• Transhumance: The livestock herder movements out of the area are expected to continue, limiting access to income for the pastoral households at the homestead and reducing supply of livestock products in the area such as meat and milk.
    • Pastoral resources and herd size: Pastoral resources are expected to remain average, particularly in light of the expected normal start to the rainy season in May/June, which will improve pasture and water availability for livestock, particularly due to limited stocking rates in the area. Due to below-average seasonal incomes and increased market dependency, households have already sold off atypical levels of livestock for additional income. Household ability to continue to selloff livestock at atypical levels is expected to be difficult.
    • Livestock prices: Livestock supply will continue to be below average in April through September. Livestock herder movements and livestock trade into the region from within Nigeria, as well as from Niger, Cameroon and Chad, will continue to be below average as pastoralists and traders avoid the area for security reasons. Livestock sale prices will continue to be above average, with a price spike beginning in June/July in preparation for Ramadan and Tabaski festivities.
    • Rainfed cropping activities: The onset of the rainy season, as well as rainfall accumulation and distribution during the season is forecast to be normal for the coming season. Although climatic conditions are favorable for a good main cropping season, household participation in cultivation activities is expected to be severely reduced due to their concerns for their security. This concern for security will also translate into reduced participation in agricultural labor opportunities, which would typically begin in April and continue through the harvest in October.
    Most Likely Food Security Outcomes

    The Boko Haram conflict in Nigeria, which began in 2009, continues to undermine food security conditions. Since the escalation of violence in 2012, poor households in northeastern Nigeria have experienced acute food insecurity related to this conflict. Two years later, with their resilience severely weakened, they are resorting to atypical coping strategies, including increased livestock sales and the sale of livelihood assets. Below-average household harvest stocks this year contributes to limited household food access. Atypically high market prices as households are more dependent on market purchase are met with below-average seasonal incomes. As such, Crisis (IPC Phase 3) acute food insecurity is expected to continue through September as poor households in Borno and Yobe States struggle to meet their basic food needs.

    Niger State

    Current Situation

    Households in Niger State have experienced a second consecutive year of below-average production. In 2012/13, flooding significantly damaged main rainfed season crops. This last year, household crops were impacted by prolonged dry spells during the main rainfed cultivation season. The unseasonable dryness this year resulted in significant damages to crops and a below-average harvest. Crop damages are most significant in Bida and Kontagora local governments in Niger State. Affected households have depleted their household stocks by April, two to three months earlier than normal.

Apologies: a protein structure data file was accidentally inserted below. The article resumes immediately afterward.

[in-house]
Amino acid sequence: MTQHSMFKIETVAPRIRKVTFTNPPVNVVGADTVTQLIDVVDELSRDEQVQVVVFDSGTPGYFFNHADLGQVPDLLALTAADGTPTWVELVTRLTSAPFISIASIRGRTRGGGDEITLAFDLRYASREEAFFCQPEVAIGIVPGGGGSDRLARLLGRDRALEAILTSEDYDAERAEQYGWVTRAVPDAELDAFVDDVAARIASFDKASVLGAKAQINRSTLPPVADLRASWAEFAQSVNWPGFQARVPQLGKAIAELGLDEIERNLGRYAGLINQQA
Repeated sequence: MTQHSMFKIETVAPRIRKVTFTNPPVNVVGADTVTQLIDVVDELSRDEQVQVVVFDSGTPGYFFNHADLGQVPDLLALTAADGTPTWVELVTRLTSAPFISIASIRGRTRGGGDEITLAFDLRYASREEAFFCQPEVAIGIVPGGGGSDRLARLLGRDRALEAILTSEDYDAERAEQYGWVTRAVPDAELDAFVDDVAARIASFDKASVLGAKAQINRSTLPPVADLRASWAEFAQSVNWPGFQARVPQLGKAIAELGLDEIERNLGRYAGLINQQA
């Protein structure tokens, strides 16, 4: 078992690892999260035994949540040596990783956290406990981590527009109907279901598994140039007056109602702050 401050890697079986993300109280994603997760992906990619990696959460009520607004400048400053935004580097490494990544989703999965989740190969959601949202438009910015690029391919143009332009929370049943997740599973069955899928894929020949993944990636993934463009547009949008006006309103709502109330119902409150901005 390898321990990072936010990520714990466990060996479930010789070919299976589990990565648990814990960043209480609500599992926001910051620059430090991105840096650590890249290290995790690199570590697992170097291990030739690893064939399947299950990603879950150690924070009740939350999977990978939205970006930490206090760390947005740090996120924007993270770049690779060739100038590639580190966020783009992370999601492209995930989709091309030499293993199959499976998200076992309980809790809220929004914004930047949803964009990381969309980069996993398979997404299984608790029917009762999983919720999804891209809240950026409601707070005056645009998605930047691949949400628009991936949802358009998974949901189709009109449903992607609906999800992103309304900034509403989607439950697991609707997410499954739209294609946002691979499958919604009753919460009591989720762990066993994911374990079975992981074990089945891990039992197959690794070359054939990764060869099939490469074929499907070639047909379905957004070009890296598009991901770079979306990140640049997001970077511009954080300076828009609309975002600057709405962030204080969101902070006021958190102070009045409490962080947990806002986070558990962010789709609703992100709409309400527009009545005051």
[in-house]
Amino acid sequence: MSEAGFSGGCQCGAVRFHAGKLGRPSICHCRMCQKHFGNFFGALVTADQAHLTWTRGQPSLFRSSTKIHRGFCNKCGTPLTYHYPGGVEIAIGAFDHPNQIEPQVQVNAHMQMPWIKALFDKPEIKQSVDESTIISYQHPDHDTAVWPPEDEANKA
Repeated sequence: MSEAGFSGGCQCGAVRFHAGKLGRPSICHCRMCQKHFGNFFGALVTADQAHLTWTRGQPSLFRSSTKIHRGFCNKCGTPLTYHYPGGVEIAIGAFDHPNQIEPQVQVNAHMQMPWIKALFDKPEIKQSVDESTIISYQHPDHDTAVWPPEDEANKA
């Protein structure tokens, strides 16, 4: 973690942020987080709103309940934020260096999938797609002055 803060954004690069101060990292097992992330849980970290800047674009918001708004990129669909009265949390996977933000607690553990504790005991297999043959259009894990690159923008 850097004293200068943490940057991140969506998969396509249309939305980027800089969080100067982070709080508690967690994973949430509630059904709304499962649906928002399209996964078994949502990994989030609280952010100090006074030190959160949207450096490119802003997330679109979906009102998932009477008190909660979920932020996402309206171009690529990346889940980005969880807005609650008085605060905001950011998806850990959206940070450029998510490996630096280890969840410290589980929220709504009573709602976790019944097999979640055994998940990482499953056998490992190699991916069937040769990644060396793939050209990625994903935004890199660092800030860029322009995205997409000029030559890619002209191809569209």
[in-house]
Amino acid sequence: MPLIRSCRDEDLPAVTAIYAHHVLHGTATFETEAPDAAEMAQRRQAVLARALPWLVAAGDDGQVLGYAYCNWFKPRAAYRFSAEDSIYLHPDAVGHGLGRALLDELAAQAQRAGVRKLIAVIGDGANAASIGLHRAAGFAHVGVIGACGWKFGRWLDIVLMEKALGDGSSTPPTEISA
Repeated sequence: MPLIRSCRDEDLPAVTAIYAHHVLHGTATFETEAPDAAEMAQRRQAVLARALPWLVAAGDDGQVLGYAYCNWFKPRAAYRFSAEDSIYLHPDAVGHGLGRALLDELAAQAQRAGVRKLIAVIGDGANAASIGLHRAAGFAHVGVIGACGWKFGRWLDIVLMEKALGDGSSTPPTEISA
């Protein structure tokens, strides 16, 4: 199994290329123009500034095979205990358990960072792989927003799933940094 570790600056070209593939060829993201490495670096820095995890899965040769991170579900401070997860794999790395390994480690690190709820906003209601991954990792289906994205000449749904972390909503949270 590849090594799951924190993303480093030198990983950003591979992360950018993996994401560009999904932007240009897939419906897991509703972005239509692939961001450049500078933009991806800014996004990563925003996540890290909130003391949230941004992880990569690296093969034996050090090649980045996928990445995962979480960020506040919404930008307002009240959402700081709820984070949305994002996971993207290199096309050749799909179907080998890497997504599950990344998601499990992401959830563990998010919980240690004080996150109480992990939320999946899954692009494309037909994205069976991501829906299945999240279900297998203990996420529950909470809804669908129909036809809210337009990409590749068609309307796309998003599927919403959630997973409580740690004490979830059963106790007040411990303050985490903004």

Dry season harvests, which constitute an important proportion of food and income sources, are underway normally in April. The harvest will continue through May, and is expected to be average leading to seasonable increases in income and food stocks for households. The expectedly average dry season harvest is due to good water availability for irrigation, and an increased area of land under cultivation as government intensifies sensitization campaigns and increased funding for the dry season activities in the area. Overall, the dry season harvest for vegetables and rice will be relatively above average.

    Largely due to below-average main harvests for most crops in the area, cereal market supply is low. Markets are sufficiently supplied, though, through a combination of local stocks and trade flows from other areas of the country. According to the Minna Traders Association, staple food prices have been at relatively stable levels compared to the last two to three months, although they are above last year's levels. The price increases are mainly attributable to the below-average production during the main harvest and increased demand for staples as most households return early to market purchase for their food needs. Prices for brown sorghum, white maize and millet increased by 20, 15 and 10 percent, respectively on Minna market, relative to same time last year. Similarly, tuber prices for yams and cassava increased by about 20 and 10 percent, respectively, for the same period on Minna market. Prices of soybeans, melon seed and cowpea, the major cash crops in the area, have increased by 15, 10 and 10 percent, respectively, relative to last year, supporting seasonal incomes and food access.